How has Hopper Homes been performing so far? With more than 1.72 million destinations searched and 800,000 vacation rental listings viewed by users, the 8-month-old vacation rental booking platform has been busy. Using slides, data, and statements from a recent webinar conducted with PMS NextPax, we’ll see that Hopper Homes wants to position itself as a disruptor taking the demand and supply side of the industry by storm. We’ll see why Hopper talks a lot about its “captive users“, claiming that 50% of them do not book on other OTAs. We’ll also see that it wants to be different with its business model: It does take a commission from property managers or a service fee from guests. Rather, it asks for a discounted net rate on which it adds dynamic markup to maximize its revenues while promising the lowest price on any OTA.
In its storytelling, Hopper Homes also wants to be seen as a white knight that will treat property managers better than Airbnb, Booking, and Vrbo. For example, it gives them access to guests’ details and does not mask them (yet?) as Airbnb and Booking do. We’ll also see that Hopper is departing from its app-only, Gen Z-focused story to show that it’s attracting affluent, older users through partnerships such that with Capital One. Now, companies such as Booking.com and Airbnb have had similar partnerships with airlines and banks for years, yet, interestingly, Hopper does not want to be seen as a one-trick pony regarding demand acquisition. How long until Hopper fully opens a web version that relies on Google ads too?
Hopper Homes’s path to fast growth in record time
The launch of Hopper Homes, the short-term rental offer of Hopper (the fastest growing OTA in the US) took only 4 months. When its door officially opened in January 2022, the company could indeed boast “over 2 million global properties, with more properties added daily“.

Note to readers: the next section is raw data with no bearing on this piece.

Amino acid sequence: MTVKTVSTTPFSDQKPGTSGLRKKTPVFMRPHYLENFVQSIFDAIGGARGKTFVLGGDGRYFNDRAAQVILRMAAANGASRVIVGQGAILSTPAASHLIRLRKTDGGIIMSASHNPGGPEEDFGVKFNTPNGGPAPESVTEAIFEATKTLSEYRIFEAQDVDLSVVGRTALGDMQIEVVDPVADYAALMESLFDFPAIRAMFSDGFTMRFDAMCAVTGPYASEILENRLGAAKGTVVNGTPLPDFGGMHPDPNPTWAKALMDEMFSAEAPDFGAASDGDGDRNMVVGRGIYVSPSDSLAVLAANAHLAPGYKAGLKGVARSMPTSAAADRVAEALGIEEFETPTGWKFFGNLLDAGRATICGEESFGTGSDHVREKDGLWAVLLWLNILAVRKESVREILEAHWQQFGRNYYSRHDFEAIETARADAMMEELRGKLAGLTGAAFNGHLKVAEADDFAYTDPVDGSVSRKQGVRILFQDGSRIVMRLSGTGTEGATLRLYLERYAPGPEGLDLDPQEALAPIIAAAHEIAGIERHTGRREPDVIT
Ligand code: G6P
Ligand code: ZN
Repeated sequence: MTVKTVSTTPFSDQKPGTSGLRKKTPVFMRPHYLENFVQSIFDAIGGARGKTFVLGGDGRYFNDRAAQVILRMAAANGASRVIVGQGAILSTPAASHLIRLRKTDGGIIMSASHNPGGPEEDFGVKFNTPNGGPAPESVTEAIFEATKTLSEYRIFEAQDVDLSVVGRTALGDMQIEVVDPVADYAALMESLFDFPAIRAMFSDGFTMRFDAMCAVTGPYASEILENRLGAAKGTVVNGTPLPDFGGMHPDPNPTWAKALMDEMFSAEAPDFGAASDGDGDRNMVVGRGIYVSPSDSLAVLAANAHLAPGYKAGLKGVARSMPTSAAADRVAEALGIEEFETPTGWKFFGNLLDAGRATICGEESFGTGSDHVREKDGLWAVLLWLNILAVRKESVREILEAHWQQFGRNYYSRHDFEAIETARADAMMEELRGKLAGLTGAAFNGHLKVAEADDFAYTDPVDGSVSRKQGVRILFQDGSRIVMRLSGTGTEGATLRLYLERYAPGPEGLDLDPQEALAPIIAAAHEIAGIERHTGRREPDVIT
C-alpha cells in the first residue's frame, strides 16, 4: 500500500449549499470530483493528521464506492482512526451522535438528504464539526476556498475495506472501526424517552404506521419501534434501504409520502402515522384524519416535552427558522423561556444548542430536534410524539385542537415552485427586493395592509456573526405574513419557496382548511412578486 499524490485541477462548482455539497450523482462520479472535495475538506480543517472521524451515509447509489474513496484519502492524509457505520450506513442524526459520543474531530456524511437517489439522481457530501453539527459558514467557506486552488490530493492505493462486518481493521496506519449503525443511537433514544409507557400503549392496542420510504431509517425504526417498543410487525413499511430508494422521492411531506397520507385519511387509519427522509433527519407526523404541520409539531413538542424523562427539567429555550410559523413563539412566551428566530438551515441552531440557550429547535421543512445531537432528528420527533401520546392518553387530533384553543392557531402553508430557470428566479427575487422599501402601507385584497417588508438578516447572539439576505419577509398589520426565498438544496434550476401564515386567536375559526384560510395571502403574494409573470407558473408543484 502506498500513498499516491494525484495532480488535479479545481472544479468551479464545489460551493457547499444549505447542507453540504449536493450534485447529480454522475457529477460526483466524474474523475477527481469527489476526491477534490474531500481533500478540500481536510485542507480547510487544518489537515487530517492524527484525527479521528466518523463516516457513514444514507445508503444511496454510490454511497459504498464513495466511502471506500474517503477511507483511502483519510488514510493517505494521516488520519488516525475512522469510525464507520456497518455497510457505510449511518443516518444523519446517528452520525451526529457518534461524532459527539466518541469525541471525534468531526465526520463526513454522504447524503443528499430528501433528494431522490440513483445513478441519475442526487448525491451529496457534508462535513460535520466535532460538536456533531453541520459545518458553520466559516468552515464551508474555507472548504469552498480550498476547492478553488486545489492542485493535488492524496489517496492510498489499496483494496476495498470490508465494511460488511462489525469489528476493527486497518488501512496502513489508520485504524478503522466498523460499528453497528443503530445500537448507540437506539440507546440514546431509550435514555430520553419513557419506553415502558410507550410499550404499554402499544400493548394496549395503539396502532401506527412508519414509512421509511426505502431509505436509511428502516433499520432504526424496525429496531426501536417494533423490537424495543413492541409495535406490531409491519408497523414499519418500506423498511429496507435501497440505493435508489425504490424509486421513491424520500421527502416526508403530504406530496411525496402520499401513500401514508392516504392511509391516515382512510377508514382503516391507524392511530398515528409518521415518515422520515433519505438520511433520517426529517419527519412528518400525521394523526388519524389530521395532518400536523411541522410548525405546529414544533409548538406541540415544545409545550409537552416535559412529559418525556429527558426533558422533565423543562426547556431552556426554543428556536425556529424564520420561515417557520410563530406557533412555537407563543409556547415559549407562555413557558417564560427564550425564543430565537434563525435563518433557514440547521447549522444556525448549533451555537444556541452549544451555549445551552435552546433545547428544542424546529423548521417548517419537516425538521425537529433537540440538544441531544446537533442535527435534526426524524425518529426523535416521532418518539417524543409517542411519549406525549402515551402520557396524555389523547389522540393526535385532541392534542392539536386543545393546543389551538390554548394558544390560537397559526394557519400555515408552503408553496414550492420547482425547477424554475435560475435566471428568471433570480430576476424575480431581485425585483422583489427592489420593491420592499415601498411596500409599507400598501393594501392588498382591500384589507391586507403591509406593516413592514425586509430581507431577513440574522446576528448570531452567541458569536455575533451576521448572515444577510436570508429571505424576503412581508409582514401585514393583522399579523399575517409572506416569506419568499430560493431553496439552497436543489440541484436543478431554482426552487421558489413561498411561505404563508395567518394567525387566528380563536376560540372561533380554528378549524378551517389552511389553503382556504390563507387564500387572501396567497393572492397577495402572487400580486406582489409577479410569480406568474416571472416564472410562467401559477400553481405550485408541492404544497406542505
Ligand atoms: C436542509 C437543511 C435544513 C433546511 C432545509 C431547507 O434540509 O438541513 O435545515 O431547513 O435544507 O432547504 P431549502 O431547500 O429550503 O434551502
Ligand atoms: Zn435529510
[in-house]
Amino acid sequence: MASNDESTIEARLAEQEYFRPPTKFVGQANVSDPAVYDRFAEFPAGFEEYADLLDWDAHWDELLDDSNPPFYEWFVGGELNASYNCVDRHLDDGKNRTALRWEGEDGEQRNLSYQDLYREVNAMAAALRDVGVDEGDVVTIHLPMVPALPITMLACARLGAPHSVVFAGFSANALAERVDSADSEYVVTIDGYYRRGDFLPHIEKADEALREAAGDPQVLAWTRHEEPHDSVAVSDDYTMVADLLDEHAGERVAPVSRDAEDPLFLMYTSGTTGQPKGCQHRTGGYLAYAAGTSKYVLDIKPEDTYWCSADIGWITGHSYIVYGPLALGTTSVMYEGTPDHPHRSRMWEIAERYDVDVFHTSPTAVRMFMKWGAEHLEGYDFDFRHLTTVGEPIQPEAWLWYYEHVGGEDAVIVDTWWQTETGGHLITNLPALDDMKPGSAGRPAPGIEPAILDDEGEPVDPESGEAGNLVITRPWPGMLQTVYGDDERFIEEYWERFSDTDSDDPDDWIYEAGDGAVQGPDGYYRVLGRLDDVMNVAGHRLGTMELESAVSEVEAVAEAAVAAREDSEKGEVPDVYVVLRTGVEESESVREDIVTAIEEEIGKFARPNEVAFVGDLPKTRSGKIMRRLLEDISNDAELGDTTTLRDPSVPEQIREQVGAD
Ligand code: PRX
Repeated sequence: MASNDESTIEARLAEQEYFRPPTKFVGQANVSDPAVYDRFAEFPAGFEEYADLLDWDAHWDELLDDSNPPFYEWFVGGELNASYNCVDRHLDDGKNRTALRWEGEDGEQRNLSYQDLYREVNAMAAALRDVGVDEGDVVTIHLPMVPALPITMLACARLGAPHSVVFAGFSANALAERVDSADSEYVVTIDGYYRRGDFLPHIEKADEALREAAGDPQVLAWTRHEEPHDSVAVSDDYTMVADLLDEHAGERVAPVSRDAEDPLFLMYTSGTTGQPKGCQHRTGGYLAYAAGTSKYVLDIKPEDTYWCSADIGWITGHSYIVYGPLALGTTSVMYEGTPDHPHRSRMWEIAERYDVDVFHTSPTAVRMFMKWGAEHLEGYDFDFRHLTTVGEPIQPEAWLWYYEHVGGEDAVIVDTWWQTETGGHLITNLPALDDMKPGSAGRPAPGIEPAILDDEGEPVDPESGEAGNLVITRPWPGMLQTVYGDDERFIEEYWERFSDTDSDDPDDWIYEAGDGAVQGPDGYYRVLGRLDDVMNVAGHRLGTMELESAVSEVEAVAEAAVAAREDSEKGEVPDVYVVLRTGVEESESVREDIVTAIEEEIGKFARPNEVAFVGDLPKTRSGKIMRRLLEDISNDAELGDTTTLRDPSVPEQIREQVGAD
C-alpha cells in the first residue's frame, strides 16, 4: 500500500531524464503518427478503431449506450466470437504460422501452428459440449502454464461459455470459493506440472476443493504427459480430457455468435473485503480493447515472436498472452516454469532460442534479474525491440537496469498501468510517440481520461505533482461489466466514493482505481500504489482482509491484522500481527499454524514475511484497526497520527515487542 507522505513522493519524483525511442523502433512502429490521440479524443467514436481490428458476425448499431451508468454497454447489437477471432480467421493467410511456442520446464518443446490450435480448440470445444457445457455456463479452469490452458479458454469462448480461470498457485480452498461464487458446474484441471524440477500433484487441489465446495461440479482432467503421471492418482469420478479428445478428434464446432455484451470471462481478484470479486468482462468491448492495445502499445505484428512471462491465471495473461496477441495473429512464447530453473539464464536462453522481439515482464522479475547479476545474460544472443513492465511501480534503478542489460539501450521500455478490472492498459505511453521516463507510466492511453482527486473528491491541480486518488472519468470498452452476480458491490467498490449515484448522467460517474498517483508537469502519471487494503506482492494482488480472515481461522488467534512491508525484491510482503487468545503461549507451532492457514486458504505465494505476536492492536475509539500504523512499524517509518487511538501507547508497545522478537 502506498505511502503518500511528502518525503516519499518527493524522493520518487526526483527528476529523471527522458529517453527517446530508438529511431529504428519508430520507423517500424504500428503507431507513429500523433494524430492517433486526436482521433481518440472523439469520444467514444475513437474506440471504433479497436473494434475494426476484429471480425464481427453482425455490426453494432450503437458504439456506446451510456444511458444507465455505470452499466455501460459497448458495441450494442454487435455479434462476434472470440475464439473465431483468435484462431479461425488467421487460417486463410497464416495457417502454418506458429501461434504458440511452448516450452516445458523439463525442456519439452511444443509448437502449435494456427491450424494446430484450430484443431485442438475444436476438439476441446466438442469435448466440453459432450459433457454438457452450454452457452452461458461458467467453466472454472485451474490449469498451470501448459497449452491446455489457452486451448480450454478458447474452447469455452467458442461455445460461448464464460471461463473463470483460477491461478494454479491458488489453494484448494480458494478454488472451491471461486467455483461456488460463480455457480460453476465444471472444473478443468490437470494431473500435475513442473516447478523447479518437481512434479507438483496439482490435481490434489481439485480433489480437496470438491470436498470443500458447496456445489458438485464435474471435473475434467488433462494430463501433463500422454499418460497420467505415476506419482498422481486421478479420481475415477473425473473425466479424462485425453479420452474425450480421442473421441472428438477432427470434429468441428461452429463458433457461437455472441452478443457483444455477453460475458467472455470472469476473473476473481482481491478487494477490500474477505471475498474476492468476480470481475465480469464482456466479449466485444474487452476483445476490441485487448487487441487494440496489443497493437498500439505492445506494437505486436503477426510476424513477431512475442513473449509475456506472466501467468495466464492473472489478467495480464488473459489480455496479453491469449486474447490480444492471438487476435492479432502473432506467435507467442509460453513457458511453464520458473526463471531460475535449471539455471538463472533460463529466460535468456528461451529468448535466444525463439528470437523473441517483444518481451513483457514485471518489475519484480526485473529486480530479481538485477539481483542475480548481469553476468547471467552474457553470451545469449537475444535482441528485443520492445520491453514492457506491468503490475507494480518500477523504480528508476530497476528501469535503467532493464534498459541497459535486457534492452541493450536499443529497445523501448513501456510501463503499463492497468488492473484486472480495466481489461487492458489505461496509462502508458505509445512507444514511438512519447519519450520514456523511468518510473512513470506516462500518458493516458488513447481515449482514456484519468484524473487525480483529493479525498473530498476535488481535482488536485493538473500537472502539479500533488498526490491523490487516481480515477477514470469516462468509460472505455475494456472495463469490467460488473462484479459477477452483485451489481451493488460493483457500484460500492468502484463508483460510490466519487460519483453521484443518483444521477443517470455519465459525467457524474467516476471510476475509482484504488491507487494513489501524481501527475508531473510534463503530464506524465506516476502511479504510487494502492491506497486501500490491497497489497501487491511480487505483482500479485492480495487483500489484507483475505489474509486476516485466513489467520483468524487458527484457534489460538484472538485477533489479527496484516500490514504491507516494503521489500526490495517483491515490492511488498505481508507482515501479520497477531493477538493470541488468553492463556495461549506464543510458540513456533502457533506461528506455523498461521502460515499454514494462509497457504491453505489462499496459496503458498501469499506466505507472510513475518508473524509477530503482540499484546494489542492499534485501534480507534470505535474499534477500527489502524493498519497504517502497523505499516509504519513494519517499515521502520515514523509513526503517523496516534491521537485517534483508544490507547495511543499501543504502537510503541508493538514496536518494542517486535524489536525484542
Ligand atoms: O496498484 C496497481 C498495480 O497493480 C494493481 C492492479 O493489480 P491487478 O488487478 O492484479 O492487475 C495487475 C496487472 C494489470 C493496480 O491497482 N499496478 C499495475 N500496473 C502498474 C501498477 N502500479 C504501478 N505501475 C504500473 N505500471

Actually, during the NextPax webinar, we heard that it went even much faster:
It took them almost three months to build an entire marketplace, the homes marketplace, with just two supply integrations and three engineers.
As Susan Ho, Head of Hopper Homes, told Rental Scale-Up at the time, the company wanted to get live as fast as possible to start recording data on how guests interacted with the supply. Gathering and analyzing these data will allow Hopper Homes to refine its app, understand things such as booking and cancellation patterns, and then adapt its much-vaunted FinTech products to the vacation rental industry.
It is also what we heard during the NextPax x Hopper webinar:
You must be wondering, what has this company been doing for so long? We’ve been collecting data and making and building a really awesome disruptive travel technology. App algorithms process almost trillions of data points, allowing us to make really unique and personalized travel recommendations.
Hopper Homes booking data
For the moment, Hopper Homes is still in data collection mode, adding more properties and guests weekly. The company says that it has been driving more demand to Hopper Homes and that it’s been getting bookings. During the NextPax webinar, here are some booking data shared by the Hopper Homes team:
- Average booking value on Hopper Homes:
- ADR: $268 (for reference, Airbnb’s ADR was $164 in Q2 2022)
- Average order value: $946
- LOS: 3.5 nights
The ADR looks very high, but it is hard to know how representative these numbers are of Hopper Homes’ future performance. Maybe, for the moment, Hopper is for the moment driving traffic and attention mostly to its most expensive properties.